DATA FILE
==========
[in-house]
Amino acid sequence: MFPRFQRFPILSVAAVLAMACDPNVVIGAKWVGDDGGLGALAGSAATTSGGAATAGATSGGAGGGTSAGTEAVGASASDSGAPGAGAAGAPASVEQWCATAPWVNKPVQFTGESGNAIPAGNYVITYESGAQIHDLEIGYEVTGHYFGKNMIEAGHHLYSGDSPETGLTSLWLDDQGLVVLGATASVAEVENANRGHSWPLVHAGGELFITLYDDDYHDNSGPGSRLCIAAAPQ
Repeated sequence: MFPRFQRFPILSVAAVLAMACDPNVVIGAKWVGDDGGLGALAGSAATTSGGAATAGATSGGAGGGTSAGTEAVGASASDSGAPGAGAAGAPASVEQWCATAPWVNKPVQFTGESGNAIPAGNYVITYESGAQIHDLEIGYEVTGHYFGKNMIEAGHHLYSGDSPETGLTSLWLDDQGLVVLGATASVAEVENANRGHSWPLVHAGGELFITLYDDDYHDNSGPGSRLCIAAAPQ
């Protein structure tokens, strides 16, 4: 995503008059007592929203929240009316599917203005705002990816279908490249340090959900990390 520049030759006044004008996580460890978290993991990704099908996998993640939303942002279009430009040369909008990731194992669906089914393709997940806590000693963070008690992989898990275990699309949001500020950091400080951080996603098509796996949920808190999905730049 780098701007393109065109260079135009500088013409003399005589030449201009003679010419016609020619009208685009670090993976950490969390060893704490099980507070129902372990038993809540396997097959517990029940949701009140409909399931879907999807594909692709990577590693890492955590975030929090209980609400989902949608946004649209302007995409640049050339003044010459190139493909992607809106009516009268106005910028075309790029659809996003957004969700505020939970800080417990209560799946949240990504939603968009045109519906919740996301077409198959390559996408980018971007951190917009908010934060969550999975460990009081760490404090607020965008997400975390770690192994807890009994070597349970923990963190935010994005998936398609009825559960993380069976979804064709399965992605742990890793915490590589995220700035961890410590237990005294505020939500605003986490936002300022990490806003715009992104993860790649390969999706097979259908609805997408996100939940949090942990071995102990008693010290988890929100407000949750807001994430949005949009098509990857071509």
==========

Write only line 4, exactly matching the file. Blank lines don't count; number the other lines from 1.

């Protein structure tokens, strides 16, 4: 995503008059007592929203929240009316599917203005705002990816279908490249340090959900990390 520049030759006044004008996580460890978290993991990704099908996998993640939303942002279009430009040369909008990731194992669906089914393709997940806590000693963070008690992989898990275990699309949001500020950091400080951080996603098509796996949920808190999905730049 780098701007393109065109260079135009500088013409003399005589030449201009003679010419016609020619009208685009670090993976950490969390060893704490099980507070129902372990038993809540396997097959517990029940949701009140409909399931879907999807594909692709990577590693890492955590975030929090209980609400989902949608946004649209302007995409640049050339003044010459190139493909992607809106009516009268106005910028075309790029659809996003957004969700505020939970800080417990209560799946949240990504939603968009045109519906919740996301077409198959390559996408980018971007951190917009908010934060969550999975460990009081760490404090607020965008997400975390770690192994807890009994070597349970923990963190935010994005998936398609009825559960993380069976979804064709399965992605742990890793915490590589995220700035961890410590237990005294505020939500605003986490936002300022990490806003715009992104993860790649390969999706097979259908609805997408996100939940949090942990071995102990008693010290988890929100407000949750807001994430949005949009098509990857071509």